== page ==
Image Courtesy of Mirror
By John Pring Disability News Service 6th July 2017
The two newest disabled MPs in the House of Commons have backed a call for the government to reopen a fund that helped politicians meet the disability-related costs they face when campaigning for election.
For both de Cordova and O’Mara, the EDM was the first one they signed after becoming MPs.
Another disabled MP, the Liberal Democrat Stephen Lloyd, who was re-elected after losing his seat in 2015, has also signed the EDM, which was drawn up by the Green party co-leader and MP Caroline Lucas.
The fund, which provided grants of up to £40,000 for disability-related costs for disabled people standing for the UK parliament and in other English elections, has been closed since the 2015 general election, supposedly while the government evaluates its success.
The EDM notes that disabled people are under-represented in the House of Commons, despite the election of O’Mara, de Cordova and Lloyd, and calls for more to be done to “encourage a diverse mix of local, regional and national election candidates that better reflects the society we live in”.
There are currently only about six MPs who self-identify as disabled people, including the Tory MPs Robert Halfon and Paul Maynard, and Labour’s shadow minister for disabled people, Marie Rimmer, although others have spoken of having long-term health conditions, such as the prime minister, Theresa May, and Labour’s shadow home secretary, Diane Abbott, who both have diabetes.
O’Mara, who has cerebral palsy, had to fund his own taxi fares during his general election campaign – which cost him a couple of hundred pounds – and pay for another £1,000 in taxi fares during his much longer election campaign for a seat on Sheffield City Council last year.
He said he had signed the EDM “without hesitation”, and that reopening the fund was “not much to ask”, particularly when many other candidates have more complex needs than he does.
He said: “There’s not a flood of disabled candidates for councils and parliamentary elections. It’s a minuscule expense.
“We need to be moving to a lot more disabled people in parliament, in council chambers, in the interests of representative democracy and diversity and equality.”
He added: “The costs arising from having any impairment should be no barrier to taking part in democracy and restoration of this fund is very much inexpensive and of utmost importance to our shared goal of true equality in the United Kingdom.”
He said he was “very keen” to campaign for greater diversity of MPs, and not just for more disabled MPs and councillors, but “all under-represented cross-sections”, such as transgender people, younger people, Roma, Sikhs and Poles, so there is a “truly representative democracy”.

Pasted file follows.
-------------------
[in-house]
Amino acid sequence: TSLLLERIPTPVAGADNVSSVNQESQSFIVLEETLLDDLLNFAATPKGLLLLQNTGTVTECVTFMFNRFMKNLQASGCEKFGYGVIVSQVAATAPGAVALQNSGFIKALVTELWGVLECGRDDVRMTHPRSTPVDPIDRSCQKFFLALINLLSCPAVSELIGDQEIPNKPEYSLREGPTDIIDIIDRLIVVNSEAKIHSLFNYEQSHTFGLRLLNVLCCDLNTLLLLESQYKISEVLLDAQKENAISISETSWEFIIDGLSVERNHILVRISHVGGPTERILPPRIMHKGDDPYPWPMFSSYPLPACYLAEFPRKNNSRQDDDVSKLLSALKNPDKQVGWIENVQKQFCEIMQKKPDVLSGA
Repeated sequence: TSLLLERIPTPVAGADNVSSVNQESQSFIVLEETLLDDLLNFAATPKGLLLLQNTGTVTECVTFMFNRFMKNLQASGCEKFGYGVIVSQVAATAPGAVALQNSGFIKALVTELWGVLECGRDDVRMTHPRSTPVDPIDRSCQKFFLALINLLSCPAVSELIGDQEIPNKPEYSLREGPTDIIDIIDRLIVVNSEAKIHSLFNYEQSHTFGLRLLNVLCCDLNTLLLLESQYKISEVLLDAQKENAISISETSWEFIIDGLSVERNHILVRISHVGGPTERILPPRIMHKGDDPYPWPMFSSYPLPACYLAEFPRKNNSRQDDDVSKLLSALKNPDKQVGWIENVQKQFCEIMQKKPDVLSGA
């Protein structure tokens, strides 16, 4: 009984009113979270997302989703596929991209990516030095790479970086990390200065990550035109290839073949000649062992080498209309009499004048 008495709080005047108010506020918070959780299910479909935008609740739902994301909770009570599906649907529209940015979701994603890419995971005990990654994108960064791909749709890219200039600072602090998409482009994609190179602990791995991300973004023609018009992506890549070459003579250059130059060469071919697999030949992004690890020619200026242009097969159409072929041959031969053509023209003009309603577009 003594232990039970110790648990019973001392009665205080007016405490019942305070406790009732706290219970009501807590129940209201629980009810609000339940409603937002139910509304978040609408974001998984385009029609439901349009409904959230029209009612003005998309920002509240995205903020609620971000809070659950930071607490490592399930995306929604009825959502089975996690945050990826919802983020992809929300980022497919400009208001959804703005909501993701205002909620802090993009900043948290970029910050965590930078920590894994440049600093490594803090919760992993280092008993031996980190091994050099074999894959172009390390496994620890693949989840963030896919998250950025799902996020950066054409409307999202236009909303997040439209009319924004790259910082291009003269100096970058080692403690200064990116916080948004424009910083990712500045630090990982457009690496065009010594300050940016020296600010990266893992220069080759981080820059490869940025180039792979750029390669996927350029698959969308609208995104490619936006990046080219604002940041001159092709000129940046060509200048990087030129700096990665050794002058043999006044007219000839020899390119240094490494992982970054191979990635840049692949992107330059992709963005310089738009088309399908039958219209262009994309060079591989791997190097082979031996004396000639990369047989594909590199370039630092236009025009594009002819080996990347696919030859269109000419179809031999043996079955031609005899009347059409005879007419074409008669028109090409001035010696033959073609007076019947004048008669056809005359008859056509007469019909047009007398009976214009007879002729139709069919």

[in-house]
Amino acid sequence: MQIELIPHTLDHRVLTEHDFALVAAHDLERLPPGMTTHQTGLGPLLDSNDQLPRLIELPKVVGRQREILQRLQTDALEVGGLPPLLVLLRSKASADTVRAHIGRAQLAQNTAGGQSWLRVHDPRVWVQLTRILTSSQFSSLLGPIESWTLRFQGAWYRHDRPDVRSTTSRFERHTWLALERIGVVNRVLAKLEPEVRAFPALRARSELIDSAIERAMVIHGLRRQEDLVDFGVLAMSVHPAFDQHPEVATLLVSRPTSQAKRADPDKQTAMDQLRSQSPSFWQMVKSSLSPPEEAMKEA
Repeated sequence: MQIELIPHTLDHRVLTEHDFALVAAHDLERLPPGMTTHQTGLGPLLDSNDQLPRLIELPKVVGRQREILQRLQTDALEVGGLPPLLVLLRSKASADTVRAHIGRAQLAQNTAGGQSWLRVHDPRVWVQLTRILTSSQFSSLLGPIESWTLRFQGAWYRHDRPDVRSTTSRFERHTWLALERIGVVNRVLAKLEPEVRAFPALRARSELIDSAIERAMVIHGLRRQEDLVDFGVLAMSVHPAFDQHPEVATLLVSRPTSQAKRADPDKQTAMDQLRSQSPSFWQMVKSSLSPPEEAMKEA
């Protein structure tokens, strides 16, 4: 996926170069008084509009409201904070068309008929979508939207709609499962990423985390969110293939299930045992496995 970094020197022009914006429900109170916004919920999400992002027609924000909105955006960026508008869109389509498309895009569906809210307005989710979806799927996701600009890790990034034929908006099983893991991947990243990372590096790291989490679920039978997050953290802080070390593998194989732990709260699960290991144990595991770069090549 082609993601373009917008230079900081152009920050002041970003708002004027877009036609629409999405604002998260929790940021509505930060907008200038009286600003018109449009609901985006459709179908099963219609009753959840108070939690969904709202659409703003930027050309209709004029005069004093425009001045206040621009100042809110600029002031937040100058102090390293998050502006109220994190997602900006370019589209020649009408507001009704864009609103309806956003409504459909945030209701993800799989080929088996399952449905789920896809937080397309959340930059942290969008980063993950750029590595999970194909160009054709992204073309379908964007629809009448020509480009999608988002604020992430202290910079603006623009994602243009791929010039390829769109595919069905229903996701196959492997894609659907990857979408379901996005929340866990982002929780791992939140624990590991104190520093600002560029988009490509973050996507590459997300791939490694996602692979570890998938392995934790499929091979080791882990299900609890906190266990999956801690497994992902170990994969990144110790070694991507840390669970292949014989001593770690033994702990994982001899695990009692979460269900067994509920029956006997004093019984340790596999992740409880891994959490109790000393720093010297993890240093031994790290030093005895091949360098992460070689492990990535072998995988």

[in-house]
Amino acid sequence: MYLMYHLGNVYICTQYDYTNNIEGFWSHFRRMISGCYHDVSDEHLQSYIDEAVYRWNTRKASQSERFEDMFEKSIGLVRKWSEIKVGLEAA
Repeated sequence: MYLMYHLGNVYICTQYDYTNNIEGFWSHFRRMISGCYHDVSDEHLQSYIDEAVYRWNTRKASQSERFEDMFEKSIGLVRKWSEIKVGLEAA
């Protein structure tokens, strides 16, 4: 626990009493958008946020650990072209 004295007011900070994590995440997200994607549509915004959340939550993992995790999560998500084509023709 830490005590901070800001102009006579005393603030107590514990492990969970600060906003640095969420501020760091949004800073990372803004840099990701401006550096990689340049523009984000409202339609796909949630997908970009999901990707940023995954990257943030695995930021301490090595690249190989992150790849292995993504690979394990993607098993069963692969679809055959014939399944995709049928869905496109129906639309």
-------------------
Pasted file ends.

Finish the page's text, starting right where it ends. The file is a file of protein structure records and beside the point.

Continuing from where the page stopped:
Lucas said: “Though the representation of disabled people in Parliament is improving, there’s still a huge amount of work to do.
“The government’s prevarication on this issue is bewildering.
“We should be doing all we can to help people with disabilities stand for office, but instead ministers have refused to reinstate this scheme.
“Our democracy is enhanced when MPs reflect the communities they represent and we should be doing all we can to increase the number of disabled MPs to reflect the levels of disability in Britain.”
Deborah King, co-founder of Disability Politics UK, welcomed the EDM.
She said: “The Access to Elected Office Fund needs to be brought back now.
“Disabled people are not heard enough in the corridors of power. The Commons is not representative of the UK population. It will make better quality decisions when it is.”
Two years ago, the Equality and Human Rights Commission (EHRC), in its submission to a UN inquiry into the rights of disabled people to participate in political and public life, called for the fund to be reopened.
And some of the disabled candidates standing in last month’s general election described how the government’s failure to reopen the fund had damaged their chances of election.
Meanwhile, a Scottish version, the Access to Elected Office Fund (Scotland), which is run by Inclusion Scotland and funded by the Scottish government, has been providing financial support for disabled candidates for Scottish local and devolved elections.
It provided support for a total of 44 potential candidates in this year’s Scottish local elections, with 39 of them going on to be selected as candidates and 15 being successfully elected.
The Government Equalities Office, which was responsible for the AEOF, has refused to comment.